Tweedledum and tweedledee

“How many people have you invited for your speech this evening?” asked the voice over the phone and instinctively the Man from Madras Musings realised that something was wrong. But hang on, half a sec. MMM realises that he has not supplied footnotes by way of what he is talking about.

It always happens in December. Come the last month of the year and MMM gets invited to say what are euphemistically referred to as a few words at various locations. And this was one of those places. And there were two organisers conducting this event together to boot. MMM had visions of huge crowds thronging the event, hanging on to his every word and when he finished of their rising up like one man and giving MMM a standing ovation.

Over the years MMM has developed a kind of sixth sense of when an event of this kind can go wrong and the first of these indicators is the organiser expecting the speaker to supply the audience as well. And this was only confirmed further when MMM sensed the panic at the other end of the wire (or wireless), when he informed the organiser that he had invited no one. “No one?” asked the voice in a tone that suggested that all was lost.

And so on to the evening. MMM entered the venue only to find the two organisers conversing anxiously in a corner. A violinist was performing in the most ghastly fashion and realising that he was unlikely to be invited anywhere else in a hurry was delivering his music with verve and gusto. But MMM managed despite the din to hear what the two organisers were discussing.

“You haven’t invited anyone?”

“No! I thought you had!”

“Oh no! I am sure you said …”

“No! That wasn’t me.”

“Anyway I have sent out a few emails this afternoon. I am sure some people will come.”

And sure enough they did. Six of them. In a hall that could accommodate a hundred. Among the six that came was the Chief and MMM was touched at this camaraderie among the MM staff, which as you all know numbers two – the Chief and MMM.

But to come back to the programme. Organiser 1 had decided to post himself permanently at the gate where in MMM’s view he would meet with no success unless he resorted to waylaying a few unsuspecting passersby. In fact thugee or garrotting may have been a few good techniques as well. As for organiser 2, he had arrogated to himself the responsibility of coming up to MMM and offering excuses for the lack of audience. “The music season,” he said. “After all, most people would prefer to be at Sabhas.” Clearly he was a model of tact. A few minutes later he was back. “The rain,” he said. “Who would stir out to listen to some speech on a day like this?” After some time he had run out of excuses and still no sign of an audience! MMM decided to come to his rescue. Perhaps it was because of the traffic wondered MMM. Org 2 was delighted at this absolutely original idea. “Yes! That is it,” he carolled. “Terrible traffic. No wonder people are unable to come.”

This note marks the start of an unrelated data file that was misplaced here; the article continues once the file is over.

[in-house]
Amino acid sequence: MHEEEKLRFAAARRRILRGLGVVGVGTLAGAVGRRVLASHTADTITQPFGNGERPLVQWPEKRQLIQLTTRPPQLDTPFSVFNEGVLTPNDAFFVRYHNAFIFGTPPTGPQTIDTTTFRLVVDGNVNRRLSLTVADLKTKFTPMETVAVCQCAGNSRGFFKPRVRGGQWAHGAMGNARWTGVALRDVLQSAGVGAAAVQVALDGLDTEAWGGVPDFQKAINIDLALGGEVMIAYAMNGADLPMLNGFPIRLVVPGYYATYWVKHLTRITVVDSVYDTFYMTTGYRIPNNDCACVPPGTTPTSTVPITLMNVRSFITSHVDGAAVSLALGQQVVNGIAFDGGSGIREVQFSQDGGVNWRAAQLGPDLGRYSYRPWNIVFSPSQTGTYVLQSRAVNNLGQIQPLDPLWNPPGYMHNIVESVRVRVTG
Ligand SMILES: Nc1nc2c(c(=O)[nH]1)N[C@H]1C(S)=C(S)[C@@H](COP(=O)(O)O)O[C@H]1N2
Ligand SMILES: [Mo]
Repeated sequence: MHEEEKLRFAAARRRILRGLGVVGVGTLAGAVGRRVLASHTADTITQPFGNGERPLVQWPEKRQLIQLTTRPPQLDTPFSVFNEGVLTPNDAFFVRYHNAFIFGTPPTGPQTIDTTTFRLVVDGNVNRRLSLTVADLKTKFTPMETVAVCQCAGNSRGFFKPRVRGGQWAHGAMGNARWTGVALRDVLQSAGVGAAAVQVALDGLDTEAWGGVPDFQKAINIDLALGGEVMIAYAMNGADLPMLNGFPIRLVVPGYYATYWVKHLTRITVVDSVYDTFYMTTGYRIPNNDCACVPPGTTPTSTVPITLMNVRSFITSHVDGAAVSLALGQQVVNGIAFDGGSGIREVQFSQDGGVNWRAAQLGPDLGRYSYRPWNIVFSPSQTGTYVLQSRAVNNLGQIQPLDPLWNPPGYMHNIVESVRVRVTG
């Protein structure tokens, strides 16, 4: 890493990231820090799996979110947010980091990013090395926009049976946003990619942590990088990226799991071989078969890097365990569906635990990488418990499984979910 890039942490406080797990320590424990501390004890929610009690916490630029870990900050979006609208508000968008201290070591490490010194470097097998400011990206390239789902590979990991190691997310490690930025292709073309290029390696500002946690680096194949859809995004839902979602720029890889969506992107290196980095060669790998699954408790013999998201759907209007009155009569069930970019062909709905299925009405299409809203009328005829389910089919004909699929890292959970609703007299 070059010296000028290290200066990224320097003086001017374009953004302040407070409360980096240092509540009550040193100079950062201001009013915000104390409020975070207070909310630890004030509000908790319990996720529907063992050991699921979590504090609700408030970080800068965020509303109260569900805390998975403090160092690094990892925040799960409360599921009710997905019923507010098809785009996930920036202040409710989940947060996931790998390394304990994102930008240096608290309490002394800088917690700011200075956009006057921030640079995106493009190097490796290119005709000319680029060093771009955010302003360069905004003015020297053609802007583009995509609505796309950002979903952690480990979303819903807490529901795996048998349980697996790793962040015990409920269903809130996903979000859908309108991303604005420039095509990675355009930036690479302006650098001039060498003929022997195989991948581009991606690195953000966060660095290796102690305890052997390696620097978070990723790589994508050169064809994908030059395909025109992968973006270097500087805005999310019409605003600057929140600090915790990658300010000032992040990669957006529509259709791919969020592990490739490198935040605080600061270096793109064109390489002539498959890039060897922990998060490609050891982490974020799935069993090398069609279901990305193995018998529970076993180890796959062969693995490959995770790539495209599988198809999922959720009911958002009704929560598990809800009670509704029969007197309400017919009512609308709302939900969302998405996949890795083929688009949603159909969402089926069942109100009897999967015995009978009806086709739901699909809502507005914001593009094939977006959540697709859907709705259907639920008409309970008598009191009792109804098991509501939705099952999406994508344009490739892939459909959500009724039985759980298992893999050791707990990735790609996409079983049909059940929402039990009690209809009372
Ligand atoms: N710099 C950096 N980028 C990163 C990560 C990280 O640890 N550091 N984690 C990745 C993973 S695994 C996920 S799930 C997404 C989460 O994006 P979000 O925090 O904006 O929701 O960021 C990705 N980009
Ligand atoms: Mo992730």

After plenty of waiting and enough and more of the violin playing, it was decided that no one else was going to come. MMM was asked to get on to the stage and hold forth. There followed an introduction to MMM by Organiser 1 which was clearly based on some document written about MMM when he was in the first year at school. And then MMM spoke. While on stage it occurred to MMM that given the shortage of electric power, it would be best if the audience of six was also asked to sit on stage and the extra lighting and air conditioning was turned off. But he did not say it. The meeting ended with Organiser 2 offering a vote of thanks in which he thanked the audience for “turning up in such large numbers.” Ha to that.

Liberalised Slaves

There are several who are jealous of the Man from Madras Musings. They feel that all he does is to sit, ponder over what is happening and then churn out all that he has pondered about into this fortnightly column. Little do they realise that MMM is more or less like Uncle Tom playing to the Chief’s Simon Legree. But be that as it may, MMM considers himself to be indeed worthy of being an object of envy.

Consider most of his friends who are now working for some multinational or the other. Apparently most of these companies are spread over practically every time zone of the world and that means business is forever ongoing. Consequently, some of MMM’s friends never go to bed. Early in the morning, Japan is already well into mid-day and even before MMM’s pals have applied toothpaste to brush, their phones are ringing with queries as to the fate of some tender or enquiry or whatever else these companies are worried about. Soon Korea has joined the list of callers. By mid-morning parts of Europe are stirring into wakefulness and dialling MMM’s friends.

Late in the afternoon, the US is fully awake and asking for clarifications of various kinds. And just before Japan goes to bed it leaves instructions that it would like certain pieces of information to be on its desk so that it could go through them all with characteristic thoroughness before the Indian counterparts are awake. And so it goes on. No wonder all these friends of MMM are perpetually haggard and envious of MMM’s ruddy cheeks.

Ironically all this slavery is a consequence of a process often referred to as liberalisation!


Given that the cyclone struck Chennai and Pondicherry, why was it named after a Bombay suburb? The Man from Madras Musings feels that it ought to have been named after something local. May be Mylapore?